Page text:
Rep. Ed Royce to retire, joining stream of Republicans leaving Congress


Ed Royce, the veteran US House Foreign Affairs Committee Chairman and a friend of India, said on Tuesday he will not seek re-election, becoming the eighth Republican Chairman who has chosen to retire before midterm poll.

If Republicans maintain control of the House in the November elections, Representative Michael McCaul, a foreign affairs committee member who is now chairman of the House Homeland Security Committee, is seen as a possible new leader of the foreign affairs panel, congressional aides said. He said he would spend his final year as chairman fully focused on the "urgent threats facing our nation".

"Rep. Royce knows that if he ran for re-election in 2018, he would lose", Kurtz said in a statement, adding that it is "proof positive that Democrats are gaining momentum and ready to retake the House in 2018 with a wave election".

Royce's district is one of four Orange County Republican-held congressional districts targeted this year by Democrats.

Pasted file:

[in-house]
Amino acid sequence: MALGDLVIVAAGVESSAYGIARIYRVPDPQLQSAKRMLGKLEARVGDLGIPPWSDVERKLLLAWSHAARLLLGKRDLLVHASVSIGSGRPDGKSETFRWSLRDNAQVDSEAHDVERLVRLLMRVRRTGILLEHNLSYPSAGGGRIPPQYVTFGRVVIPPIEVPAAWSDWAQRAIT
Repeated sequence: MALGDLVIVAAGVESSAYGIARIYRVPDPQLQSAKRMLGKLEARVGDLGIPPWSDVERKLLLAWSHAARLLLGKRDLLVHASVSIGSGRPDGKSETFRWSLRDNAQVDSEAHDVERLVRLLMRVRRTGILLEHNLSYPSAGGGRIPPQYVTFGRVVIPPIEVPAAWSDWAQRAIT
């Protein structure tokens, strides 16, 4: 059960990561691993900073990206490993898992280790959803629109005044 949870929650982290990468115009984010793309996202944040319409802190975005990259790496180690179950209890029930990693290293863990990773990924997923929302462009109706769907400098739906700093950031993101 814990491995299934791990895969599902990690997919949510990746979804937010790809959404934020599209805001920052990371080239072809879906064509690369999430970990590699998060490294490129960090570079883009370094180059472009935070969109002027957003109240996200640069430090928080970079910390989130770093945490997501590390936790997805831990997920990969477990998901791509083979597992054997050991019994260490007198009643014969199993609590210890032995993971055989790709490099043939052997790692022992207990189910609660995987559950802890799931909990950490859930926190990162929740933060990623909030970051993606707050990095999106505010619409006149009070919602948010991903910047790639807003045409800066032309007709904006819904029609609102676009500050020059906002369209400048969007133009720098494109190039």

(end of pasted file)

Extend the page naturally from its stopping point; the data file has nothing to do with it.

Rep. Ed Royce announced Monday he will not be running for re-election.

Nonpartisan election handicapper Crystal Ball, which is led by Larry Sabato of the University of Virginia Center for Politics, revised the rating for California's 39th Congressional District following Royce's announcement.

Still, Royce won reelection in 2016 by 15 percentage points and had $3.5 million in cash on hand as of the end of September, which put him financially far ahead of any challenger. The party holds every statewide office and controls both chambers of the Legislature by hefty margins.

The suburban district southeast of Los Angeles has significant chunks of Hispanic, Asian and highly educated voters, a combination "that makes Democrats salivate", said political scientist Jack Pitney, who teaches at Claremont McKenna College.

Longtime Orange County insiders were surprised at Royce's announcement.

Democrats need 24 seats nationwide to take Congress and restore the Speaker's gavel to House Minority Leader Nancy Pelosi (D-CA).

The demographics of Royce's longtime GOP stronghold have changed significantly since he first was elected in 1992.

Though the 39th Congressional District is conservative and long seen as a Republican stronghold, Royce's departure could be a good sign for Democrats.

Royce, whose district is largely in Orange County, was among the House lawmakers considered vulnerable in the midterms.

According to Axios, 26 representatives have already announced their retirement, including 19 Republicans and just seven Democrats. Hatch is 83 and Shuster was barred by GOP rules from seeking another term atop his committee.